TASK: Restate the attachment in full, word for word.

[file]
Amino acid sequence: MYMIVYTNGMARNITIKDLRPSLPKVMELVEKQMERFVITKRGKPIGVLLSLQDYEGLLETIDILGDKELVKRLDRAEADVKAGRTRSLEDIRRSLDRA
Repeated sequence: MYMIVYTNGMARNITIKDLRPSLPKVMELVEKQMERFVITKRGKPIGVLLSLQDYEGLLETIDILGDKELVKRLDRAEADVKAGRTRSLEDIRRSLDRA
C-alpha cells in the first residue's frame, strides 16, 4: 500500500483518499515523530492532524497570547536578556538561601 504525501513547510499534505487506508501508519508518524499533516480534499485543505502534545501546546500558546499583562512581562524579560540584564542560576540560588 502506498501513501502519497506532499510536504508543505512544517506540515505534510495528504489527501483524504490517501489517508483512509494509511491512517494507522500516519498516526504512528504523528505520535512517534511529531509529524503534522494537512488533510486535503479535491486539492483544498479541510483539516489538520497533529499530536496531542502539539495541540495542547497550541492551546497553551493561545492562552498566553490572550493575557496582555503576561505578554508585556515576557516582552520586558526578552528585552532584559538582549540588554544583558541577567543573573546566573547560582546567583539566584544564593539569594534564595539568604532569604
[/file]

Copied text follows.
Amino acid sequence: MYMIVYTNGMARNITIKDLRPSLPKVMELVEKQMERFVITKRGKPIGVLLSLQDYEGLLETIDILGDKELVKRLDRAEADVKAGRTRSLEDIRRSLDRA
Repeated sequence: MYMIVYTNGMARNITIKDLRPSLPKVMELVEKQMERFVITKRGKPIGVLLSLQDYEGLLETIDILGDKELVKRLDRAEADVKAGRTRSLEDIRRSLDRA
C-alpha cells in the first residue's frame, strides 16, 4: 500500500483518499515523530492532524497570547536578556538561601 504525501513547510499534505487506508501508519508518524499533516480534499485543505502534545501546546500558546499583562512581562524579560540584564542560576540560588 502506498501513501502519497506532499510536504508543505512544517506540515505534510495528504489527501483524504490517501489517508483512509494509511491512517494507522500516519498516526504512528504523528505520535512517534511529531509529524503534522494537512488533510486535503479535491486539492483544498479541510483539516489538520497533529499530536496531542502539539495541540495542547497550541492551546497553551493561545492562552498566553490572550493575557496582555503576561505578554508585556515576557516582552520586558526578552528585552532584559538582549540588554544583558541577567543573573546566573547560582546567583539566584544564593539569594534564595539568604532569604